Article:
Wednesday, January 27, 2016

"The Money Behind Ted Cruz"

The above is the title of a Bloomberg Business Week article this week(January 25 - 31 issue) that is subtitled "Robert Mercer is one of the wealthiest, most secretive, influential, and reactionary Republicans in the country."  Mercer is the leading quant at Renaissance Technologies, an off the charts, so to speak, successful investment management firm based on Long Island.  His work there has made him billions.

The article is fascinating, as Mercer uses his wealth to support quirky ideas, fringe right wing conservative movements, climate change deniers groups, and strange conspiracy theorists that are falling off the edge of the far right.  He now supports Ted Cruz, so far $11 million of support.  Along with two other billionaires, Mercer is spearheading the support with his two counterparts providing the great majority of the money for Cruz, leading to a total of $38 million in a PAC known as Keep the Promise.  The other two, to quote BBW are "Toby Neugebauer, a founder of a Houston investment firm who now lives in Puerto Rico, and Farris Wilks, a mason, pastor, and father of 11 from rural Texas who became a billionaire a few years ago in the fracking business." This group and several other major donors met with Cruz in Palm Beach in February 2014 to sound him out and plan this financing.

One could guess that this is far from what the supporters of the Citizens United ruling would lead to, or maybe it was.  Citizen United, seriously flawed as it is, was advanced with the thought that major corporations and known supporters of and participants in the U.S. economy should be allowed to wield more influence in the political arena. That has not happened for the most part.  What is described here about the Cruz support has, and it is far more alarming than having GE, Goldman Sachs, Apple, Walmart, or other mainstream corporations give more to candidates.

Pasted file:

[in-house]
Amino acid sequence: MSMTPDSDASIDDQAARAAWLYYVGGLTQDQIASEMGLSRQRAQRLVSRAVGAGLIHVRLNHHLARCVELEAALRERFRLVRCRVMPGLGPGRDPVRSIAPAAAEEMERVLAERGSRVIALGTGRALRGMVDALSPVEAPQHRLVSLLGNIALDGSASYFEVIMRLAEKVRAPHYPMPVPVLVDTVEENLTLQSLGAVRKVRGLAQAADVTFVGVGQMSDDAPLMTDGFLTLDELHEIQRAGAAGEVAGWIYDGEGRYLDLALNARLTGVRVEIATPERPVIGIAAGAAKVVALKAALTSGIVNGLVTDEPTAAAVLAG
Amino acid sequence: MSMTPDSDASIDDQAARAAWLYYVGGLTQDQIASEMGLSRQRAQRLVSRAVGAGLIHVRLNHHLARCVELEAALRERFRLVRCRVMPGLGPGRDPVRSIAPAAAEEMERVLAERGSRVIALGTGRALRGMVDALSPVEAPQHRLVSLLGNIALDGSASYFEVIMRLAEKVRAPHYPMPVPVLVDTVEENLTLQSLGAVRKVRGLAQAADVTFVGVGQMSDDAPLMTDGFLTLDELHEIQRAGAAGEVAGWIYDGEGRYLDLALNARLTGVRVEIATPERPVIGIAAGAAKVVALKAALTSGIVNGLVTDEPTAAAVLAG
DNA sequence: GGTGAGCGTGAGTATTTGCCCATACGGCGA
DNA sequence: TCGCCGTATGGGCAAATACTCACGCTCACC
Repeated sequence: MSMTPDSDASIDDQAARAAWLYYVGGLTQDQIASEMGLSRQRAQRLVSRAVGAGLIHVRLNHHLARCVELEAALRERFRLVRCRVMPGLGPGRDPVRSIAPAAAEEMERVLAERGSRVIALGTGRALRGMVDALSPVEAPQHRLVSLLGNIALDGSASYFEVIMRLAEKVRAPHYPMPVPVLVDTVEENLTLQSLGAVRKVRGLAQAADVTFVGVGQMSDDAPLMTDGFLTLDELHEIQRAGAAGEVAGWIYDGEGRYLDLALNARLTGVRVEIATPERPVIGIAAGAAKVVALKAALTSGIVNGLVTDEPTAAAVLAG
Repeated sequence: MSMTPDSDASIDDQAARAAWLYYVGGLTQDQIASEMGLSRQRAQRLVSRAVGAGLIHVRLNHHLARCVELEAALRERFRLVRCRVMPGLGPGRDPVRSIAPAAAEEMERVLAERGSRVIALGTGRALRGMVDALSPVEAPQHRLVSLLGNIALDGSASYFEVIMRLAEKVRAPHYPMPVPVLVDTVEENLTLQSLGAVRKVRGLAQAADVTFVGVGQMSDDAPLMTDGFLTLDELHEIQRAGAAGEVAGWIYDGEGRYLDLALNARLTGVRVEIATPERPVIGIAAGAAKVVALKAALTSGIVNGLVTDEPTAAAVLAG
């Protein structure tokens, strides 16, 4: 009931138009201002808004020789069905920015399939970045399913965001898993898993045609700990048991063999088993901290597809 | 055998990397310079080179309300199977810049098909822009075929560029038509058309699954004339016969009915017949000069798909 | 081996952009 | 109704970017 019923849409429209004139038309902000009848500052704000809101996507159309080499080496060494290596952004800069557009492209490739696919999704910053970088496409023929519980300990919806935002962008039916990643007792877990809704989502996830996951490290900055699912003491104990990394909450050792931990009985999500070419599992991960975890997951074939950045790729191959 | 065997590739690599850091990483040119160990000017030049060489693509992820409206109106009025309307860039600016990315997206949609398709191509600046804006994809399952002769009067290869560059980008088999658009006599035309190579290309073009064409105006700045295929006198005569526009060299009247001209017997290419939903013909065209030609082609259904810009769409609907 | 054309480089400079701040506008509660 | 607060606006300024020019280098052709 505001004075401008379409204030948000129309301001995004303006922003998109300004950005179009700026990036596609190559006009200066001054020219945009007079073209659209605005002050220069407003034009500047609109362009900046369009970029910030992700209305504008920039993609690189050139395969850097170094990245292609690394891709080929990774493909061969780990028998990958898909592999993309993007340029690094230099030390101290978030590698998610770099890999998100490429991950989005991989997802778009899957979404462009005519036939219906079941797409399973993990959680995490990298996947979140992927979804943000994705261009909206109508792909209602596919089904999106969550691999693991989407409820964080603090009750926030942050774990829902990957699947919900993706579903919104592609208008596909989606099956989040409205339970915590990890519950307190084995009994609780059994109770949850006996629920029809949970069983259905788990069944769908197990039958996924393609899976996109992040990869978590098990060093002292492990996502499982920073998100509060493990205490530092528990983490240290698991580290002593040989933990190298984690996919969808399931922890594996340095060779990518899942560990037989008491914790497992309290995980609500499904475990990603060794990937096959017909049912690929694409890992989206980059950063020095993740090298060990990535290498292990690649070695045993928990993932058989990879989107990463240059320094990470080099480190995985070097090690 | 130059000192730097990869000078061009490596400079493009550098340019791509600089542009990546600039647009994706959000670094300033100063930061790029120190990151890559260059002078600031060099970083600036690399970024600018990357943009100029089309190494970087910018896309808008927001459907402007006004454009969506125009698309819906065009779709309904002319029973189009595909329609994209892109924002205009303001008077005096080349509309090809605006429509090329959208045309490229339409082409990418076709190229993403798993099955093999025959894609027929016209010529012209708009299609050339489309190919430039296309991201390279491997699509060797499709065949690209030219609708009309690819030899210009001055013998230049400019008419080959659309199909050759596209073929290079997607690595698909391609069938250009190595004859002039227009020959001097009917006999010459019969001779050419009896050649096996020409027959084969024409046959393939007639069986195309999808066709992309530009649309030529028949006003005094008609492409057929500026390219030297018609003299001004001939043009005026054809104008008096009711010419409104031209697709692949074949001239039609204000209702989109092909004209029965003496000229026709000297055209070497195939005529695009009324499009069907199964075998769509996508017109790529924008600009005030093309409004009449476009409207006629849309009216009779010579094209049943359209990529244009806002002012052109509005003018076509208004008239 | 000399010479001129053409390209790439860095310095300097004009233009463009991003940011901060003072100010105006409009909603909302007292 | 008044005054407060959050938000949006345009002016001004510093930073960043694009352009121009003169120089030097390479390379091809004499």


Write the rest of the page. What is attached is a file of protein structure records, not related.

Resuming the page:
As readers may have noted, Bloomberg Business Week has become required reading here with each weekly issue looked forward to almost as much as The New Yorker.  That's an exaggeration, but BBW is read thoroughly each week.  The article discussed here is worth reading as we get into the teeth of the primary season in presidential politics.  The financial underpinnings of Cruz's campaign are not remotely broad based or mainstream.


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